(CNN) — The US Justice Department on Tuesday notified Boeing that it breached terms of its 2021 agreement in which the company avoided criminal charges for two fatal 737 Max crashes.

After a series of safety missteps earlier this year, including a door plug that blew off an Alaska Airlines flight shortly after takeoff, the Department of Justice said Boeing is now subject to criminal prosecution.

“For failing to fulfill completely the terms of and obligations under the [deferred prosecution agreement], Boeing is subject to prosecution by the United States for any federal criminal violation of which the United States has knowledge,” the Justice Department said in a letter to US District Judge Reed O’Connor in Fort Worth, Texas, who oversaw the prior agreement.

The notification comes as the Justice Department conducts a new investigation into Boeing’s operations in the wake the door plug incident. The earlier deal had resolved a fraud investigation related to the company’s development of its 737 Max aircraft.

Under its deferred prosecution agreement from 2021, Boeing paid $2.5 billion in penalties and promised to improve its safety and compliance protocols. Families of victims of the October 2018 Lion Air 737 Max crash and the March 2019 Ethiopian Airlines 737 Max crash had long denounced the delayed prosecution agreement, arguing it denied them justice for the deaths of their loved ones.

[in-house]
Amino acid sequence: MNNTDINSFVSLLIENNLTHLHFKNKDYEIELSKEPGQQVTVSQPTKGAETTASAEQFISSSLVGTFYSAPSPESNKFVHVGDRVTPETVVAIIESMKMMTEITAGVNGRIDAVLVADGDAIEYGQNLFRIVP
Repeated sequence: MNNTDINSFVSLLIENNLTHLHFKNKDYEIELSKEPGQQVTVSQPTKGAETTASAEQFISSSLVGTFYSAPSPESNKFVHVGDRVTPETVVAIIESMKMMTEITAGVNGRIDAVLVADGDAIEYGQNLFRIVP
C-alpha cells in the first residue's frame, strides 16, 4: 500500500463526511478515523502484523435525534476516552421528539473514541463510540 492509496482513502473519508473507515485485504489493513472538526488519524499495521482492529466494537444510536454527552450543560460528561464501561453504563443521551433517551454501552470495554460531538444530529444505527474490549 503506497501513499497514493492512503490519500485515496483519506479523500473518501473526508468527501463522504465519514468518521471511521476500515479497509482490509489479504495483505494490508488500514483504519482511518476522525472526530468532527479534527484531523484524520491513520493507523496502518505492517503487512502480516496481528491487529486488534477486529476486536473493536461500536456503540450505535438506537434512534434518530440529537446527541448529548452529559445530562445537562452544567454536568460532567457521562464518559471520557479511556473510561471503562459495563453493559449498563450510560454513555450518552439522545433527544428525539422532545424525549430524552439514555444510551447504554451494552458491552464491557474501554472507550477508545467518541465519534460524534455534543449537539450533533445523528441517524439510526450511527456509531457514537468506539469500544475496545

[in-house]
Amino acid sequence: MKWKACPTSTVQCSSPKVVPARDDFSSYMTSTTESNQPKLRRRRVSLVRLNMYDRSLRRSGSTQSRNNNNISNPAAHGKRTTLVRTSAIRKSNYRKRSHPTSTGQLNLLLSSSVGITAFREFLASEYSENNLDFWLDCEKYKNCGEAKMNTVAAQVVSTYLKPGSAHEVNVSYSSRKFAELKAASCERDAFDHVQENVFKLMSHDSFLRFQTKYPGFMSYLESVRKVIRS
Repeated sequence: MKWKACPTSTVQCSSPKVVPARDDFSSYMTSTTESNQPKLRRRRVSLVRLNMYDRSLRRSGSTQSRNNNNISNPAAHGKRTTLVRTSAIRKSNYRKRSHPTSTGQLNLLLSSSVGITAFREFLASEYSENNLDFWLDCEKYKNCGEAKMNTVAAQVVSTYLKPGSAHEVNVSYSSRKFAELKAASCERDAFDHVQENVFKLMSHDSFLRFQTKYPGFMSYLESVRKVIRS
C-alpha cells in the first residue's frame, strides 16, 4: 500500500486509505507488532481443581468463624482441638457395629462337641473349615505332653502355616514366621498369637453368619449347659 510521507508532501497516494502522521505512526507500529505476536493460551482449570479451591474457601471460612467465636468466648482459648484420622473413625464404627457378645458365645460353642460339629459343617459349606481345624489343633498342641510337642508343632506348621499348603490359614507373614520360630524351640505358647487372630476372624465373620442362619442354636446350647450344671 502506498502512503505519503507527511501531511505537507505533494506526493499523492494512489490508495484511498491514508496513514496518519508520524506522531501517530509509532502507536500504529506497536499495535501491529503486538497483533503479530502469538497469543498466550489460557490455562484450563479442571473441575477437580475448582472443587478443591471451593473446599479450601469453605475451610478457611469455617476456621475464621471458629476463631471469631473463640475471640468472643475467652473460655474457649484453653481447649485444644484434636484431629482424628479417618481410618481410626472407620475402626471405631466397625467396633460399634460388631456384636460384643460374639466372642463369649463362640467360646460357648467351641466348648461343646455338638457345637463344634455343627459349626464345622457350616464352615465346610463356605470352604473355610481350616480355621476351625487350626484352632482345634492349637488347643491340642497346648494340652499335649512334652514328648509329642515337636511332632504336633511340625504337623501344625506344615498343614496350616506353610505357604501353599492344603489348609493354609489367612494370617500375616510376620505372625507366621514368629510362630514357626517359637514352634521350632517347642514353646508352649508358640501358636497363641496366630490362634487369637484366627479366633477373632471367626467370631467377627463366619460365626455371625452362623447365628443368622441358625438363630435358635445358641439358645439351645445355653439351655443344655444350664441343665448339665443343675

Families of victims and lawyers representing them met with the Justice Department late last month to persuade the Biden administration to end the agreement in the light of multiple safety lapses at Boeing this year and in past years after the 2021 agreement was reached.

Following the April 2024 meeting, attorney Paul Cassell, who represents the victims’ families, said at a press conference that the deferred prosecution agreement was “rigged” and brokered without families’ say.

“It is clear that they are only interested in seeing through the rigged Deferred Prosecution Agreement they brokered with Boeing without the involvement of the very families whose lives were shattered due to the company’s fraud and misconduct,” Cassell said at the time. “We will pursue every avenue to continue our challenge of the DPA and ensure Boeing is truly held accountable.”

Cassell was not immediately available Tuesday for comment.

In Thursday’s letter to the federal judge overseeing the prior agreement, the Justice Department said it had notified the company that “the government has determined that Boeing breached its obligations” in multiple parts of the 2021 deal “by failing to design, implement, and enforce a compliance and ethics program to prevent and detect violations of the U.S. fraud laws throughout its operations.”

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